With the advent of Twitter lists back in 2009, we thought we’d ditch the concept of listing out people to follow on a page on a website –or at least that’s what I thought. But since Twitter lists aren’t natively emeddable or easily discoverable, many news organizations still find themselves putting together their own staff directories to point to various reporters/editors on social media. But beyond being useful for the readers, it can actually provide incentive for those in the newsroom who aren’t actively using Twitter when they see a public-facing list and see their colleagues getting more followers from that list. Below are some tips and sources of inspiration from other news org Twitter directories.
- Break up all individuals into various sections, so if people are only interested in food or sports, they can only follow the relevant people from your organization. If you want to get really fancy, use filtering options (see the Google and Reuters examples below)
- Only include Twitter handles for people who actually tweet well and regularly. Don’t include the people who have just signed up, not uploaded an avatar or maybe tweeted once or twice last spring. That’s not valuable to anyone.
- Show more than just names and handles in your directory. Grab avatars, descriptions and follower counts.
- Feature top users or most-followed users, depending on your audience (see the NY Times and MuckRack examples below)
- If you include a Twitter “follow” button, people can follow your staff from the directory, rather than clicking through each individual Twitter page and finding a follow button. Lower the barrier to entry.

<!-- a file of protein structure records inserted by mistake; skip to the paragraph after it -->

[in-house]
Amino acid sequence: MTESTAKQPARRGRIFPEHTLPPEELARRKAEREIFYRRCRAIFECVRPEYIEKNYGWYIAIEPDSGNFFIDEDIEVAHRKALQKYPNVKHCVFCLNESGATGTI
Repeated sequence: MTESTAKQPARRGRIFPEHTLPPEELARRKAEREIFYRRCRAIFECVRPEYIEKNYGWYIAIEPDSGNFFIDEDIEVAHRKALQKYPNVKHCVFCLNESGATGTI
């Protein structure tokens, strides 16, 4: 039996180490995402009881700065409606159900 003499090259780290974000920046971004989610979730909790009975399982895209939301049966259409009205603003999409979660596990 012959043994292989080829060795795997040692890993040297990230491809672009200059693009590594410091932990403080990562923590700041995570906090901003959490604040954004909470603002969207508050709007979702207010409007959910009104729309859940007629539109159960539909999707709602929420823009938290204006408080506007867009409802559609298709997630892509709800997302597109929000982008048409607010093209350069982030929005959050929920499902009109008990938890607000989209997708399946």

The New York Times
Best feature for you to copy: Calling out “featured” accounts (and rotating them on a regular basis) to give prominent exposure to less-seen accounts.
Best feature for you to copy: Somewhat similar to the NY Times, LA Times highlights three must-follow accounts at the top of the page.
Best feature for you to avoid: Avoid listing out all the accounts as straight text. People who use twitter are used to seeing context beyond a username: an avatar, a biography.
Best feature(s) for you to copy: The design is beautiful, modern and clean. Because of the different purpose MuckRack serves (it doesn’t represent a single organization), there’s high utility in listing the most-followed accounts. This might not be the best approach for your news org if your most-followed accounts are in the hundreds and low thousands, but it works really well here. Also make note of the big avatars, full names, descriptions, and follower counts.
Best feature for you to copy: If you have an elegant way of displaying a few recent tweets, this could work well. I wouldn’t, however, embed four Twitter widgets side-by-side.
Best feature to copy (or not): CNN’s “follow” buttons are a little deceptive, because they actually go to the user’s page, rather than initiating an act of following. There are reasons to do this and not to do this. It’s good because it doesn’t clutter your page with extra code, but it can be a confusing UX. It’s up to you decide what your audience will find most useful.
Best feature to copy: Like many news organizations, Google has a lot of accounts on Twitter. Unlike newsrooms, who tend to dump all their accounts onto a page, Google has filtering options through dropdown menus to help you find exactly what you’re looking for.
Best feature to copy: Reuters, similar to Google, has filtering options by section for users to sort through Twitter users. Using Klout integration, they also list each person’s topics of influence on Twitter — very smart.
Have any other great examples? Share them in the comments and we’ll add them to the list!